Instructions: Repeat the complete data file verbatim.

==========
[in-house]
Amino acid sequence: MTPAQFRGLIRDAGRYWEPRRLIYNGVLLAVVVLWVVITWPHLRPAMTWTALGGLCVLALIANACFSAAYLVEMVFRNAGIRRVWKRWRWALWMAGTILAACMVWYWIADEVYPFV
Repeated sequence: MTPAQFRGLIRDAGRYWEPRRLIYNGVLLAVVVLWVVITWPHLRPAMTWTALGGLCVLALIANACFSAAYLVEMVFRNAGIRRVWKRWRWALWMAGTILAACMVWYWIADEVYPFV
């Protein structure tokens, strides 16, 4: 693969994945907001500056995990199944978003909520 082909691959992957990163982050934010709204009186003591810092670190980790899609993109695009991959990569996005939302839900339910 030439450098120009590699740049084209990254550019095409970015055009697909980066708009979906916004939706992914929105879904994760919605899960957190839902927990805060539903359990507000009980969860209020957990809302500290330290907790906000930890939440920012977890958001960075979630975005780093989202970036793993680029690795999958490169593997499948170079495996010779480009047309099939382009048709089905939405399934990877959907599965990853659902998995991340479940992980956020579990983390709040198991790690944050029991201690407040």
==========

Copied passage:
[in-house]
Amino acid sequence: MTPAQFRGLIRDAGRYWEPRRLIYNGVLLAVVVLWVVITWPHLRPAMTWTALGGLCVLALIANACFSAAYLVEMVFRNAGIRRVWKRWRWALWMAGTILAACMVWYWIADEVYPFV
Repeated sequence: MTPAQFRGLIRDAGRYWEPRRLIYNGVLLAVVVLWVVITWPHLRPAMTWTALGGLCVLALIANACFSAAYLVEMVFRNAGIRRVWKRWRWALWMAGTILAACMVWYWIADEVYPFV
């Protein structure tokens, strides 16, 4: 693969994945907001500056995990199944978003909520 082909691959992957990163982050934010709204009186003591810092670190980790899609993109695009991959990569996005939302839900339910 030439450098120009590699740049084209990254550019095409970015055009697909980066708009979906916004939706992914929105879904994760919605899960957190839902927990805060539903359990507000009980969860209020957990809302500290330290907790906000930890939440920012977890958001960075979630975005780093989202970036793993680029690795999958490169593997499948170079495996010779480009047309099939382009048709089905939405399934990877959907599965990853659902998995991340479940992980956020579990983390709040198991790690944050029991201690407040």